-- MySQL, MSSQL, Oracle, PostgreSQL, SQLite
' OR '1'='1' --
' OR '1'='1' /*
-- MySQL
' OR '1'='1' #
-- Access (using null characters)
' OR '1'='1' %00
' OR '1'='1' %16

SQLI prevention and mitigation

There are several effective ways to prevent SQLI attacks from taking place, as well as protecting against them, should they occur.

The first step is input validation (a.k.a. sanitization), which is the practice of writing code that can identify illegitimate user inputs.

While input validation should always be considered best practice, it is rarely a foolproof solution. The reality is that, in most cases, it is simply not feasible to map out all legal and illegal inputs—at least not without causing a large amount of false positives, which interfere with user experience and an application’s functionality.

For this reason, a web application firewall (WAF) is commonly employed to filter out SQLI, as well as other online threats. To do so, a WAF typically relies on a large, and constantly updated, list of meticulously crafted signatures that allow it to surgically weed out malicious SQL queries. Usually, such a list holds signatures to address specific attack vectors, and is regularly patched to introduce blocking rules for newly discovered vulnerabilities.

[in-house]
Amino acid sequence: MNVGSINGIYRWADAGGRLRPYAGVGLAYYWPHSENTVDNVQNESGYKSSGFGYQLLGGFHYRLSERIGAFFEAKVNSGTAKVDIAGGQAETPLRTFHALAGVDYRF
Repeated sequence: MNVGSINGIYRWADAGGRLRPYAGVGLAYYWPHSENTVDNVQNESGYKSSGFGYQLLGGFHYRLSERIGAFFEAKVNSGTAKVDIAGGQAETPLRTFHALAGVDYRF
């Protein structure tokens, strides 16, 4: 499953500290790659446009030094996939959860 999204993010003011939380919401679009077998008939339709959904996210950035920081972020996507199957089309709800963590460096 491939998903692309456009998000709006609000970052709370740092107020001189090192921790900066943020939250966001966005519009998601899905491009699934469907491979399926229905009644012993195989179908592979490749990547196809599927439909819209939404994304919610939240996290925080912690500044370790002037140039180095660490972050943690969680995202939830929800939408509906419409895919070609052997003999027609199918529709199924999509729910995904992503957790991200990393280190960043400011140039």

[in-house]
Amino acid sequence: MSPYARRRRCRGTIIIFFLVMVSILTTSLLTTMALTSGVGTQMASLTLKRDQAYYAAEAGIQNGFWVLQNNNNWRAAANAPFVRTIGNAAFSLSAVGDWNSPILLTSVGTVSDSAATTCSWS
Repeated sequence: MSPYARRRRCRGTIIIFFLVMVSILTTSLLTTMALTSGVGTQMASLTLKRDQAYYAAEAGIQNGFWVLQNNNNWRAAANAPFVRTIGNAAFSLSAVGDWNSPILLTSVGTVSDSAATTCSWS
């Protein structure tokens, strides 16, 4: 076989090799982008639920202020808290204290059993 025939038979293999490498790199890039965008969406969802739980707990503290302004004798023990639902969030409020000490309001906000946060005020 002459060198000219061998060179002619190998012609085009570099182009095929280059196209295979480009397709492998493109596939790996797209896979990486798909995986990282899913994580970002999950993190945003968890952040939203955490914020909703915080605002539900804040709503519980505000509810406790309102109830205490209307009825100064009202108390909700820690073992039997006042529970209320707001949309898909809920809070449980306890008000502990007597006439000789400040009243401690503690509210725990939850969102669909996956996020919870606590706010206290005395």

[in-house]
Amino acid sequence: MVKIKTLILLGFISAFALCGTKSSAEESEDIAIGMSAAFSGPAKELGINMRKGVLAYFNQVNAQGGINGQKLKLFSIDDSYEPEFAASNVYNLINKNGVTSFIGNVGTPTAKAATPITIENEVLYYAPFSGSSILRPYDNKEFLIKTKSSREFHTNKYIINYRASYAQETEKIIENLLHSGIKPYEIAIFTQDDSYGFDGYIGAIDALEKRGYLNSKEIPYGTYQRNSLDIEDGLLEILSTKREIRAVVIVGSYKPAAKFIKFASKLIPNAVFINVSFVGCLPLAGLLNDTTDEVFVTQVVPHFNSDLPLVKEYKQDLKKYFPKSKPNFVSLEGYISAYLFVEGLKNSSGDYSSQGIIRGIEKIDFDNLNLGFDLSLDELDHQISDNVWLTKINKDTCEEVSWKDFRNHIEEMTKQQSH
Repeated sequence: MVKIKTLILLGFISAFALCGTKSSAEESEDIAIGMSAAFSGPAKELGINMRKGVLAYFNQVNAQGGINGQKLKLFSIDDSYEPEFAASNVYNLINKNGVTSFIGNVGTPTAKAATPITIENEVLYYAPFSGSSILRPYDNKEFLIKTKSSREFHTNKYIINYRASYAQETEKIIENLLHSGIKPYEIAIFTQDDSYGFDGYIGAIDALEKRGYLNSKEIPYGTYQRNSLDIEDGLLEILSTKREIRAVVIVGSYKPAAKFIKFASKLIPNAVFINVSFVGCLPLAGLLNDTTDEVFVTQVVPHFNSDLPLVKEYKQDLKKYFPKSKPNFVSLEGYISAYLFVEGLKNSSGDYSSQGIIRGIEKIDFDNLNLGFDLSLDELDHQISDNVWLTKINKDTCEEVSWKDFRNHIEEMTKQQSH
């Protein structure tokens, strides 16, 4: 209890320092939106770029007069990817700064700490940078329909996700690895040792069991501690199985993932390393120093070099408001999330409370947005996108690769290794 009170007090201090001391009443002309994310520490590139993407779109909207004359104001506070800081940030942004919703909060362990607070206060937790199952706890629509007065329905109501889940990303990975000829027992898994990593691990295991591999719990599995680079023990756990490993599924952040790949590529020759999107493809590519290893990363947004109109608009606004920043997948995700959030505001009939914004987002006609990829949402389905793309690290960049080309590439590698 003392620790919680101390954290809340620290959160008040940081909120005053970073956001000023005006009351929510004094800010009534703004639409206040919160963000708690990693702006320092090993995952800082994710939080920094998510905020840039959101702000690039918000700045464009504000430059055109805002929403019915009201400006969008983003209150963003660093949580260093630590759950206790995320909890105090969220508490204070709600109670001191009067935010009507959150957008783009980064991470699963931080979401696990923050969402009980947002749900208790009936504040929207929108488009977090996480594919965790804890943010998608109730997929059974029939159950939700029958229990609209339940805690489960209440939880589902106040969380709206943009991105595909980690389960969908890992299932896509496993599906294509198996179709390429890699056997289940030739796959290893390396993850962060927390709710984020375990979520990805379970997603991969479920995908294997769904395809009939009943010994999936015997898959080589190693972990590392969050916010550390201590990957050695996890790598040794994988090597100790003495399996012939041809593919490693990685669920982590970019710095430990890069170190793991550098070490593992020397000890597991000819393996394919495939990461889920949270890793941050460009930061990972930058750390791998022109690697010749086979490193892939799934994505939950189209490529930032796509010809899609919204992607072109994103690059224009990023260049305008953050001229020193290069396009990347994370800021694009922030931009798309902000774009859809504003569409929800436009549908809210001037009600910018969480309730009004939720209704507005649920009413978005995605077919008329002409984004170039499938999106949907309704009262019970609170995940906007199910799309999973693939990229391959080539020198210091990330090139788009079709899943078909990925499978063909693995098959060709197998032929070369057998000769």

Modern web application firewalls are also often integrated with other security solutions. From these, a WAF can receive additional information that further augments its security capabilities.

For example, a web application firewall that encounters a suspicious, but not outright malicious, input may be cross-verify it with IP data before deciding to block the request. It only blocks the input if the IP itself has a bad reputational history.

Imperva cloud-based WAF uses signature recognition, IP reputation and other security methodologies to identify and block SQL injections, with a minimal amount of false positives. The WAF’s capabilities are augmented by IncapRules—a custom security rule engine that enables granular customization of default security settings and the creation of additional case-specific security policies.

Our WAF also employs crowdsourcing techniques that ensure that new threats targeting any user are immediately propagated across the entire user-base. This enables rapid response to newly disclosed vulnerability and zero-day threats.



For more depth analysis visit: SOURCE 1 2 3


An Ethical hacker should know the penalties of unauthorized hacking into a system. Read more at: Legality and Ethics